Tuesday, November 22, 2011

Thanksgiving jokes

Since I am the only American teacher at school, I have been talking about Thanksgiving a lot lately. So much so that I almost can't wait for it to finally be over, already! But it has also reminded me how much I like this holiday. I love the food, good company, being thoughtful and thankful. This year, like last year, I'll be celebrating the holiday with other Fulbrighters in Sofia. But this time we are attending a big reception at the Deputy Chief of Mission's house, so it will be more of a formal embassy event. I have a few friends coming into town to stay with me, and we will get together with some of my other new friends in Sofia after the dinner. Every Thursday there is a cocktail party at a Spanish bar with lots of expats and Bulgarians, and we will probably head there later. Much to my own amusement, I have become a "regular" at this bar (having gone to this expat party 3 or 4 times now), to the extent that when making plans with friends they often say "I'll just see you on Thursday night, anyway." I don't think it's necessarily a bad thing, though, and I usually meet some interesting people there.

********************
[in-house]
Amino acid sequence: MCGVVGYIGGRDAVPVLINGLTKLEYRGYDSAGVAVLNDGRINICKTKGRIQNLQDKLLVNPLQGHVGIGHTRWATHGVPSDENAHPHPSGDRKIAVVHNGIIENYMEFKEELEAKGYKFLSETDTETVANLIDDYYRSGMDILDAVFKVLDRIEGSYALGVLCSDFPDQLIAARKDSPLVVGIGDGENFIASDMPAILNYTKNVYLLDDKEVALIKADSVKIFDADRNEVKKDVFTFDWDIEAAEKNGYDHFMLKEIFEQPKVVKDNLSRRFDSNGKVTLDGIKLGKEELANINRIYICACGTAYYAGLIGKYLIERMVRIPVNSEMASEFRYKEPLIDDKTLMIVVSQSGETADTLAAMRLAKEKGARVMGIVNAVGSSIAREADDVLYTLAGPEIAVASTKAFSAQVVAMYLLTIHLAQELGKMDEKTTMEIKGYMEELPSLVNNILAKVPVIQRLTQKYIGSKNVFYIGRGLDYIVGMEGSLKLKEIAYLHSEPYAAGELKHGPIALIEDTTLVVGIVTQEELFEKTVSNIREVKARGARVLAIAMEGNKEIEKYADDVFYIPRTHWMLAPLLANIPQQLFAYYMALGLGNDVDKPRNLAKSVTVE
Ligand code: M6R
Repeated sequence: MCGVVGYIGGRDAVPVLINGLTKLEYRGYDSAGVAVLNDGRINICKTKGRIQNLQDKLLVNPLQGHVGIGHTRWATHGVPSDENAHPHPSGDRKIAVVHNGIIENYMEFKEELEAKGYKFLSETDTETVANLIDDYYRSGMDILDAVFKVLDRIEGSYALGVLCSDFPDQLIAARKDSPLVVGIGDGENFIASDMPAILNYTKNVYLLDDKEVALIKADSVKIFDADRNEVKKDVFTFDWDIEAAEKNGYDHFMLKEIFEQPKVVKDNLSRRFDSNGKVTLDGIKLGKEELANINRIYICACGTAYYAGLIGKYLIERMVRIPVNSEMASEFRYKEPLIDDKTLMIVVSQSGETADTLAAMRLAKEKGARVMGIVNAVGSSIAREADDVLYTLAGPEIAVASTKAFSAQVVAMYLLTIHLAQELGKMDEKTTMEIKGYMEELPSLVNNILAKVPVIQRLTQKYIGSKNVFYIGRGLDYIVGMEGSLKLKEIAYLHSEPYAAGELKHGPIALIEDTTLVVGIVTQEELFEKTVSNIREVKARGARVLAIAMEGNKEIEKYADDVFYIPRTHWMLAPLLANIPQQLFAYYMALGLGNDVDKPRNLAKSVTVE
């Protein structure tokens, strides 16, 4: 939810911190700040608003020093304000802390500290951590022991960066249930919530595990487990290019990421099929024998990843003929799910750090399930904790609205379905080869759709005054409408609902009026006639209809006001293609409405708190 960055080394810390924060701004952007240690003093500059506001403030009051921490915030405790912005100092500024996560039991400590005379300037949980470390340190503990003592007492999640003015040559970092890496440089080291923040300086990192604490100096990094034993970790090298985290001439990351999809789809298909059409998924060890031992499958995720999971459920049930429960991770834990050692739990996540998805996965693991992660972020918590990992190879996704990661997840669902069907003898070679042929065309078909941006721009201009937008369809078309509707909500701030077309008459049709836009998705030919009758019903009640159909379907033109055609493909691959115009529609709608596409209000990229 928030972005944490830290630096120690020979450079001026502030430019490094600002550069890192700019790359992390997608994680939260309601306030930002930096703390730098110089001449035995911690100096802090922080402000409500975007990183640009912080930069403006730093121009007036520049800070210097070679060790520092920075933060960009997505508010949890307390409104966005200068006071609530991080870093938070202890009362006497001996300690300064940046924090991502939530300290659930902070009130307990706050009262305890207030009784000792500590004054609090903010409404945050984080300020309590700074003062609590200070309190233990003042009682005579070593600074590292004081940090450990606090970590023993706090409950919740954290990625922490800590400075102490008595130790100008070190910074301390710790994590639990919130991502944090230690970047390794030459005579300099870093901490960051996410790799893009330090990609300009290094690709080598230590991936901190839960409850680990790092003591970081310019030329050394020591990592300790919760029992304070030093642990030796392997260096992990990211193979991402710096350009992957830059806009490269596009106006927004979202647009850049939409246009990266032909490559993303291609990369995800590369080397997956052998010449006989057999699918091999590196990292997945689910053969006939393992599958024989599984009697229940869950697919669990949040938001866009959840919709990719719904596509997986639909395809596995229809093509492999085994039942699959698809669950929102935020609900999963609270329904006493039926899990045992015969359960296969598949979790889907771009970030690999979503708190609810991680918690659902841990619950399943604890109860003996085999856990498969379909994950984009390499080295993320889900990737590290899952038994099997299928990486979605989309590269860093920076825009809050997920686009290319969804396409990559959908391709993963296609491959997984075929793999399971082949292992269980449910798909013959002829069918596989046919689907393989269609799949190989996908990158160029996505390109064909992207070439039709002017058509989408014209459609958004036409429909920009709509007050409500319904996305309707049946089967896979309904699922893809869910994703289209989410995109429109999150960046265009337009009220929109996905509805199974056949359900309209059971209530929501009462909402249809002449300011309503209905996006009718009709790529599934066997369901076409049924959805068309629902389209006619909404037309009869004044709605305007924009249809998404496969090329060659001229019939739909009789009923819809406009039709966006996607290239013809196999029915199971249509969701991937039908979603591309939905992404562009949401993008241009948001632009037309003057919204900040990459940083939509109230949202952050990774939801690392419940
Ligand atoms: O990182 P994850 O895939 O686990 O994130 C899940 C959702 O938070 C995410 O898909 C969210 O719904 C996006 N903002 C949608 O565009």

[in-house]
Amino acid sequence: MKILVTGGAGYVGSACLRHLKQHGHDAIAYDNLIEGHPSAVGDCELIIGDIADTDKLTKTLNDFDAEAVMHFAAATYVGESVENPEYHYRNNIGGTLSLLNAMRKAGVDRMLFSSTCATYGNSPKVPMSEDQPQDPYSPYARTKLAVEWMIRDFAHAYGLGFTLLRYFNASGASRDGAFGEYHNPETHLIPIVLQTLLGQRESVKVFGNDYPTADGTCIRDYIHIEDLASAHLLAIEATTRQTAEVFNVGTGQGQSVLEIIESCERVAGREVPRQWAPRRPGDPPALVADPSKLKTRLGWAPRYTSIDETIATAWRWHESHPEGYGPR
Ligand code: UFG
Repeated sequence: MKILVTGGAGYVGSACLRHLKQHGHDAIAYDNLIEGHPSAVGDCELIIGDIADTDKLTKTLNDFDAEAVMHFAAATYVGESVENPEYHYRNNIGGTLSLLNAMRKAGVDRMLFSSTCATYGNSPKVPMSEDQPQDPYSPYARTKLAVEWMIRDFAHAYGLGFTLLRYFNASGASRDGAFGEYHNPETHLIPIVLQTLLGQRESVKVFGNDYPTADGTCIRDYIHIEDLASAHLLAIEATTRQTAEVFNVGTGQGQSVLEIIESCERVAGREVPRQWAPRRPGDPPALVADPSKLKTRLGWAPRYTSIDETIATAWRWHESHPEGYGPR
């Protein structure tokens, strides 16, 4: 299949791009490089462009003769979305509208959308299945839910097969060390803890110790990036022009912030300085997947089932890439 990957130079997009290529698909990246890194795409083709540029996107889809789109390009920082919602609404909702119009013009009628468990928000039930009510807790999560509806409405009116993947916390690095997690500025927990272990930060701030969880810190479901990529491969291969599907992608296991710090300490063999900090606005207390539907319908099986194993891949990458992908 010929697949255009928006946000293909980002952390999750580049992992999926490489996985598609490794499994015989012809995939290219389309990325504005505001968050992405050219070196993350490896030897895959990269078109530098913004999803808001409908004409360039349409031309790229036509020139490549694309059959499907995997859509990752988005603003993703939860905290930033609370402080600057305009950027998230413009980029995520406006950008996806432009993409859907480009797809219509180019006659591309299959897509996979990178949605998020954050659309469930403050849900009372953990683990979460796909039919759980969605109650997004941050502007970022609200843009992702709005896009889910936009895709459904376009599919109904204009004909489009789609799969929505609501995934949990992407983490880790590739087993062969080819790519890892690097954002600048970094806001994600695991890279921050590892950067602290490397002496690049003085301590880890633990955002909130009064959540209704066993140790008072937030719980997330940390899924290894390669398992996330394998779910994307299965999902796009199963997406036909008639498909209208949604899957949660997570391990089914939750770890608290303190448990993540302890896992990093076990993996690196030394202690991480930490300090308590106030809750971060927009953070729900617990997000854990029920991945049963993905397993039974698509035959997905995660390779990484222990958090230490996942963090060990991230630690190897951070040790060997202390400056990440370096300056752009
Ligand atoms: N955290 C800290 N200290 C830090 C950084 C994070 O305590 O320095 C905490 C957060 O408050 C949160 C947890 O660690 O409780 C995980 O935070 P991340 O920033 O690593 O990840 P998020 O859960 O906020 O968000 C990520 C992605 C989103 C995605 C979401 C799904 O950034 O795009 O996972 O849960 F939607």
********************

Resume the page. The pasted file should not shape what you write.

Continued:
Anyway, to get back to Thanksgiving, I've learned a couple of funny things from talking about the holiday with my students this week. One is that gravy, when you describe how it's made, actually sounds pretty disgusting. One girl exclaimed "Yuck! I can't believe I ate that!" although I've only ever seen it at KFC here. Another is that the Bulgarian word for turkey, or puika, has another meaning: a person who is flashy, pompous and smug (the male form would be puiak). But that doesn't account for the highly suspicious level of snickering in one of my tenth grade classes. My friend K. has a theory that they might have been substituting one letter to make it into another word, which is much nastier. And I think he might be right. Oh, teenagers... And my favorite thing that I learned is about the Bulgarian version of pumpkin pie, which is more of a flaky pastry filled with pumpkin and sugar, called tikvenik. If you call someone a tikvenik, you are calling them an idiot. Kind of like saying "you pumpkin-head!" but sounding less like a character from Peanuts.


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